As the City of San Francisco actually owns the land the Downtown Yerba Buena Gardens location of Samovar Tea Lounge stands on, Owner Jesse Jacobs says that the local government supported the placement of outdoor tables throughout the park and gardens to offer six-foot-plus spacing between tables to facilitate Samovar’s reopening.
“We have worked closely with the health department to implement their protocols and recommendations, including a super sanitation wipe down process,” says Jacobs. “They will be sending us specifics with procedures clearly mapped out.”
Although the Cameron Mitchell group has size and national reach as advantages, some adaptations had to be considered more carefully given the differences in liquor laws and revised health codes from state to state and city to city. Cornwell has found that what her firm has done with the Columbus-area restaurants sets a good precedent for locations elsewhere.
“Although we have not shut down streets, restaurants in our shopping centers are allowed to provide to-go cocktails that patrons can enjoy in nearby parks,” shes says. “We also have a health and safety task force that stays at the forefront of any updated suggestions/requirements from our health officials. We update our training plans weekly.”
“Most of the staff we let go when we closed came back, and this helped a lot because they make up an incredible team and communicate well with one another,” says Bakan’s Durazo. “We spent many hours making sure that everybody knew what needed to be done by going through all 42 different points of the guidelines (the state, county, and city governments contributed) that related to staff training to enforce social distancing, keep supplies sanitary, and provide customers guidance on what they needed to do to adhere to the rules. After we determined the entire staff was fully prepared to meet those requirements, we reopened, and so far, everything has run smoothly.”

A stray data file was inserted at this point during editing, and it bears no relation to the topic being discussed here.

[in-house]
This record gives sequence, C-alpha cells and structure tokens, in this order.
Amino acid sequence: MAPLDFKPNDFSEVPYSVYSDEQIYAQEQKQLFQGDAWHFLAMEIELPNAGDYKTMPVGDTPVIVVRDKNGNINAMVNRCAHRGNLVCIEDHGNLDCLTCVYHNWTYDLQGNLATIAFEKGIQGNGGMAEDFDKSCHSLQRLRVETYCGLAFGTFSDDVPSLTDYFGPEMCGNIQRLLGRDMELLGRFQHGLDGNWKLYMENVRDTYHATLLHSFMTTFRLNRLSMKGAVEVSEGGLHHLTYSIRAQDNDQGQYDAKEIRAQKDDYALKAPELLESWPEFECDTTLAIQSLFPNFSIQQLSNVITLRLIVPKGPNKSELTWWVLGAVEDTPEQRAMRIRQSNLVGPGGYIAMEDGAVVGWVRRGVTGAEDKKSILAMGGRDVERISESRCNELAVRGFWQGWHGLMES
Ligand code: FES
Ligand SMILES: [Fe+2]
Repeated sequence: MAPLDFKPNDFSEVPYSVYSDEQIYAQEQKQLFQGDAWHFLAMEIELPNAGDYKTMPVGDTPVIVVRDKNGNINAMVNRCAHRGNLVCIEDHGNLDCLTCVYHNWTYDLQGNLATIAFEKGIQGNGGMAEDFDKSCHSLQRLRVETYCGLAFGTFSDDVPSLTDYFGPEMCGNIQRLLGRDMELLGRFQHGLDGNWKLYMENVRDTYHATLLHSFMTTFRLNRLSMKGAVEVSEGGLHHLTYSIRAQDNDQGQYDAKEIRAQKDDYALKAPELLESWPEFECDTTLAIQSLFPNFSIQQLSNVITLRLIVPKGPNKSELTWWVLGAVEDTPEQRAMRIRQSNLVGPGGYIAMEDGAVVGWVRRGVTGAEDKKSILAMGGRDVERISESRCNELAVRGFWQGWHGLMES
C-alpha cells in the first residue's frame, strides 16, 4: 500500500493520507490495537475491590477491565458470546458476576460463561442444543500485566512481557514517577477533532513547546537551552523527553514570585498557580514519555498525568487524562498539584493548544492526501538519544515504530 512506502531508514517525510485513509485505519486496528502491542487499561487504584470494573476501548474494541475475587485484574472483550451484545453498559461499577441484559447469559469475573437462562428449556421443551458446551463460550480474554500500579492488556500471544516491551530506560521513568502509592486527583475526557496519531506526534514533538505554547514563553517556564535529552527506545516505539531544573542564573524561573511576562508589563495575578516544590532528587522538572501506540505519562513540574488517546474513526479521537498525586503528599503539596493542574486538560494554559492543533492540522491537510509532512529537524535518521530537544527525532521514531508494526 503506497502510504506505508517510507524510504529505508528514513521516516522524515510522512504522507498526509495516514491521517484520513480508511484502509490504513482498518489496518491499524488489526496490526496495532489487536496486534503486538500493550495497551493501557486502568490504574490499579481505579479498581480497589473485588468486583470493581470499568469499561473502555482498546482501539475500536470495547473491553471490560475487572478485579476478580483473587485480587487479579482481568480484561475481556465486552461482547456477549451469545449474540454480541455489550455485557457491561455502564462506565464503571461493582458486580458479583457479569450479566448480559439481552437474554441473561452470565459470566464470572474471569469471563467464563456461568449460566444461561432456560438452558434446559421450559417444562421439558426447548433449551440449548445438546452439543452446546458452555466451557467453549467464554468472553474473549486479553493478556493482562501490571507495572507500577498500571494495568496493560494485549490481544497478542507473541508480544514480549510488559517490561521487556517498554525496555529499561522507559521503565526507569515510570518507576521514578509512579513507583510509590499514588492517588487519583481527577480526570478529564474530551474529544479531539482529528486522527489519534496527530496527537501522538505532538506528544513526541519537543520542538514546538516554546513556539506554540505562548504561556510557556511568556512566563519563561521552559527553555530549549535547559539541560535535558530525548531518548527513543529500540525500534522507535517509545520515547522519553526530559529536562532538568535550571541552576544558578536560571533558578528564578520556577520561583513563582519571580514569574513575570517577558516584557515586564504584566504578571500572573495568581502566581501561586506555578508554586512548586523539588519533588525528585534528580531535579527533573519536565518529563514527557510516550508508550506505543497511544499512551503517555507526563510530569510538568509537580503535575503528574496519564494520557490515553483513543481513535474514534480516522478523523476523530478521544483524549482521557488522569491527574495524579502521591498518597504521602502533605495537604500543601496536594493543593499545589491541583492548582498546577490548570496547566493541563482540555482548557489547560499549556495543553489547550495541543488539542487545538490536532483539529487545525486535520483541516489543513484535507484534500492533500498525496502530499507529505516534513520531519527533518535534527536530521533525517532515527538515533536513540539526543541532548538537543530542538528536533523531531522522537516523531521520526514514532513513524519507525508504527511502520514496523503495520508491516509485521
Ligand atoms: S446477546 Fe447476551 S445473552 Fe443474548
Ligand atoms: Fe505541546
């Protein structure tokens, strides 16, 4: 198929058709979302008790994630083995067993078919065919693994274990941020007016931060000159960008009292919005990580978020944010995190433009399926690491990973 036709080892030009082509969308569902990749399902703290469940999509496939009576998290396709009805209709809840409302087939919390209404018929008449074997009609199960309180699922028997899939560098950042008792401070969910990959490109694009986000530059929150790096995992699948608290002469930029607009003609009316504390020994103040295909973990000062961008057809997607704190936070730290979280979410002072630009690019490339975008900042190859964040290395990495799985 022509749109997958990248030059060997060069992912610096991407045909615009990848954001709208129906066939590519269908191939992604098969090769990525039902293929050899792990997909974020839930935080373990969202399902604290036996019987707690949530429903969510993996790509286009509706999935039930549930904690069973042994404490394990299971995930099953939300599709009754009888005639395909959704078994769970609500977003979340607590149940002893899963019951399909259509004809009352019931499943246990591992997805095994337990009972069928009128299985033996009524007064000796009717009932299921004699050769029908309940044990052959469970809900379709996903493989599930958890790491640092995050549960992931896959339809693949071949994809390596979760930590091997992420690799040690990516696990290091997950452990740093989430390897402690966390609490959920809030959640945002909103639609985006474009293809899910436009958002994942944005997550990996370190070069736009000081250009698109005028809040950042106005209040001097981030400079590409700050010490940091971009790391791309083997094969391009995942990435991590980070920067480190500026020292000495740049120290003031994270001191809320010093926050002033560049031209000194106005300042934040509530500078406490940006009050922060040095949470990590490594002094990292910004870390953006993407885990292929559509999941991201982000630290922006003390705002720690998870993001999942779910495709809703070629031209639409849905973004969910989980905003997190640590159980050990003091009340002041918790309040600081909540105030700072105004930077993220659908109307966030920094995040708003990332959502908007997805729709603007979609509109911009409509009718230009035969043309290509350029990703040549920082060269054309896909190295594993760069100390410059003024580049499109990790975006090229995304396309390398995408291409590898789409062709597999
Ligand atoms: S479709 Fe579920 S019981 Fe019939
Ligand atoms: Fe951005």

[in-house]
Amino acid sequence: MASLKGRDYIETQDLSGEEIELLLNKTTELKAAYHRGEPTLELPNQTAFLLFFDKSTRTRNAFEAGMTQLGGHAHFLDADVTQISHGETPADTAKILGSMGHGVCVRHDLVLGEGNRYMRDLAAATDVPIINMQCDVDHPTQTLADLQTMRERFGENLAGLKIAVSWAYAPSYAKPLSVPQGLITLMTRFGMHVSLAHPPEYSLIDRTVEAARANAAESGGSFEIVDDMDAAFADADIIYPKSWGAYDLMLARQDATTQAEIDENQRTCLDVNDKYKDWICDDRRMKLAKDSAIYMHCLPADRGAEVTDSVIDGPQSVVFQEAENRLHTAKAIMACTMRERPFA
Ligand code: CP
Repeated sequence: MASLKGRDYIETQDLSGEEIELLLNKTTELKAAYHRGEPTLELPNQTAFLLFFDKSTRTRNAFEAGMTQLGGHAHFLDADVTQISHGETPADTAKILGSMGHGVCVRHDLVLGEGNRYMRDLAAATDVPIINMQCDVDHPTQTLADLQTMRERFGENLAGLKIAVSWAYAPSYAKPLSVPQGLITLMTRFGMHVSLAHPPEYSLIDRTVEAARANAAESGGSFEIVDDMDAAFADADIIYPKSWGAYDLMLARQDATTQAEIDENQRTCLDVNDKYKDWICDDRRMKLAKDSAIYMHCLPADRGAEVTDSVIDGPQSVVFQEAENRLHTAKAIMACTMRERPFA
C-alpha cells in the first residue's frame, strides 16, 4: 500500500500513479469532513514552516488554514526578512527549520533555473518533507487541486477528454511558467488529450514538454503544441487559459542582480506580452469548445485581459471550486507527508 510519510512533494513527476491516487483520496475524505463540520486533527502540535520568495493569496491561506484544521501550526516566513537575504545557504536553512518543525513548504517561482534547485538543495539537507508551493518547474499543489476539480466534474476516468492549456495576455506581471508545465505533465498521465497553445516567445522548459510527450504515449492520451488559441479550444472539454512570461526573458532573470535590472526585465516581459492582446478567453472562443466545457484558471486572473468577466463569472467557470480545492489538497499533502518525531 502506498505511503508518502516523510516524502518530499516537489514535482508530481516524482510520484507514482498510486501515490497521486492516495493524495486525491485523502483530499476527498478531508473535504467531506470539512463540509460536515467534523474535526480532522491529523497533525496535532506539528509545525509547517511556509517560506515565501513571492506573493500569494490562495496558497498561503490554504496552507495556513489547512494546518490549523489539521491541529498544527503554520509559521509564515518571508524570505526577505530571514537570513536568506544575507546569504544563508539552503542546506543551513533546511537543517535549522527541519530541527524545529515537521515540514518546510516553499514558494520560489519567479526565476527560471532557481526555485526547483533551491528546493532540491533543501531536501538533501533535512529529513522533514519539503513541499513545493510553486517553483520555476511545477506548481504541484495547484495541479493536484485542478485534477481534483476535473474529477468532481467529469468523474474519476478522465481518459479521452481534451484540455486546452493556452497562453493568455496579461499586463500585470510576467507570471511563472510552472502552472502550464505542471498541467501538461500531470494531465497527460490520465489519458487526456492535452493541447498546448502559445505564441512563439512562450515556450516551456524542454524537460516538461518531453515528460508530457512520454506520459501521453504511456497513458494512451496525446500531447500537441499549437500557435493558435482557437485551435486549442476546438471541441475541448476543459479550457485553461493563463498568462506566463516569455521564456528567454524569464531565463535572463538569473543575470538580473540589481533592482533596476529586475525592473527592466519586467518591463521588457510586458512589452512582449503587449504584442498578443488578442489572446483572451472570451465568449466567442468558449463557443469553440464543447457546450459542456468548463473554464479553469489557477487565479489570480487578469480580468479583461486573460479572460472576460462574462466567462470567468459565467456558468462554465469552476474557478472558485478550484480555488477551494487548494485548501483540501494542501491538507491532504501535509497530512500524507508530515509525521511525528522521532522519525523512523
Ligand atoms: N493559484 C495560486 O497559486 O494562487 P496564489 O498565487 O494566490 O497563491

There are also other tools management can use. Hygiena prepares bespoke cleanliness protocols for restaurants. Services include spot testing of high-touch points at a client’s restaurant to produce quantifiable data that can be applied to custom sanitation protocols for staff.
The Right Gear
The sustainability-versus-sanitary debate has intensified. While restaurateurs like Alexa Sol and Miami-based Bakan owner Lalo Durazo say it is best to further enhance existing industrial dishwasher usage rather than use disposable items, Devilicious has also implemented disposable glassware and paper-lined metal trays to be more sustainable.
Lisa Bole, director of Sales for plastic drinkware manufacturer Tooters, says that local governments across the country now have a recycling facility that will pick up at no charge to the venue. And, with many locales now allowing or working on legislation for cocktails to-go, she argues that “to-go” vessels may be the best way to serve beverages across the board.
“How often have you received a glass in a bar/restaurant that still had lipstick or food particles on it?” says Bole. “With plastic drinkware, the beverage is served in a single-serve vessel and disposed of after use or can go home with a ‘buy the drink/take the glass’ arrangement. Plastic drinkware is not only safe from a sanitary point of view, but also is safer for use in outdoor seating areas. Dropping a glass beer mug will add danger and risk of injury. Drop a plastic beer mug and you simply have a mess to clean up. Furthermore, several insurance companies offer discounts to their premiums when plastic is utilized.”
By Elyse Glickman
Photos (top to bottom): Bakan Miami; Wipeout Bar & Grill; Samovar Tea Lounge; Evan Sung, courtesy CetraRuddy Architecture.